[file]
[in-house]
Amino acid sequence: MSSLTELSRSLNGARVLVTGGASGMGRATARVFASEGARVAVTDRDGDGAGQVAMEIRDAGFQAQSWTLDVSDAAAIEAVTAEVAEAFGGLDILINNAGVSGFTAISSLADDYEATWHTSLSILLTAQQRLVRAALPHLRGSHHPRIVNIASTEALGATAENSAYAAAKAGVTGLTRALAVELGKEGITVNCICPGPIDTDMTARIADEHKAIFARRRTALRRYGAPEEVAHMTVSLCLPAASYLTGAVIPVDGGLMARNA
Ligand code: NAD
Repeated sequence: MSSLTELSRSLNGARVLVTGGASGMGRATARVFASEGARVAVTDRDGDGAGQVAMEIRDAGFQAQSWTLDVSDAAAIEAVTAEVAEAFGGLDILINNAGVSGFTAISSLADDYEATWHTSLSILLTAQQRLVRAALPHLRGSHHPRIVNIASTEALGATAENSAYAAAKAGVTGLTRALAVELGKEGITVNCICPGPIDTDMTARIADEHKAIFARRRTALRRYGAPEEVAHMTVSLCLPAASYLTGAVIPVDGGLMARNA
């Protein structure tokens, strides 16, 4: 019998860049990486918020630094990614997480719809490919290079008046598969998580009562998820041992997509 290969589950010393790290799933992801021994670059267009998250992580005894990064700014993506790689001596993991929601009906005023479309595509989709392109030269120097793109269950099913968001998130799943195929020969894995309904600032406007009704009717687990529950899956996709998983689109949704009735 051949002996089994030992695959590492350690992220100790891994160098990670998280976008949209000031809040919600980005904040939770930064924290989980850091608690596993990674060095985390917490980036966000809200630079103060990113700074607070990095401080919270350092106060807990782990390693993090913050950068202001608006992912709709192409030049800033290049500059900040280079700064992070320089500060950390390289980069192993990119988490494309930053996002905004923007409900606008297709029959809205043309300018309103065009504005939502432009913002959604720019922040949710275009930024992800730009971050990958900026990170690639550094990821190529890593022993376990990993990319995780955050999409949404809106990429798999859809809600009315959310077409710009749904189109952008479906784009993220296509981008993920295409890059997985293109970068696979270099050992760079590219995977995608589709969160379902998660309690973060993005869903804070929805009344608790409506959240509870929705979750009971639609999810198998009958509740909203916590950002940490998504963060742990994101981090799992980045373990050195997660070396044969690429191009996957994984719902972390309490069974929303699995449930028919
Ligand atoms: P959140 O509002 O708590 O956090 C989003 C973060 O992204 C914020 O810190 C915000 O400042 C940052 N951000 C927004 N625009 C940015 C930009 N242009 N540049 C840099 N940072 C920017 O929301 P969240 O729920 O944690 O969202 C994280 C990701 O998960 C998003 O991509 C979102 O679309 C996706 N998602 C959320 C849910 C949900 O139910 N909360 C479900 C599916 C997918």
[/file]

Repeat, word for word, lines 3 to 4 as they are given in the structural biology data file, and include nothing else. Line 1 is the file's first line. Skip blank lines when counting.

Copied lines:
Ligand code: NAD
Repeated sequence: MSSLTELSRSLNGARVLVTGGASGMGRATARVFASEGARVAVTDRDGDGAGQVAMEIRDAGFQAQSWTLDVSDAAAIEAVTAEVAEAFGGLDILINNAGVSGFTAISSLADDYEATWHTSLSILLTAQQRLVRAALPHLRGSHHPRIVNIASTEALGATAENSAYAAAKAGVTGLTRALAVELGKEGITVNCICPGPIDTDMTARIADEHKAIFARRRTALRRYGAPEEVAHMTVSLCLPAASYLTGAVIPVDGGLMARNA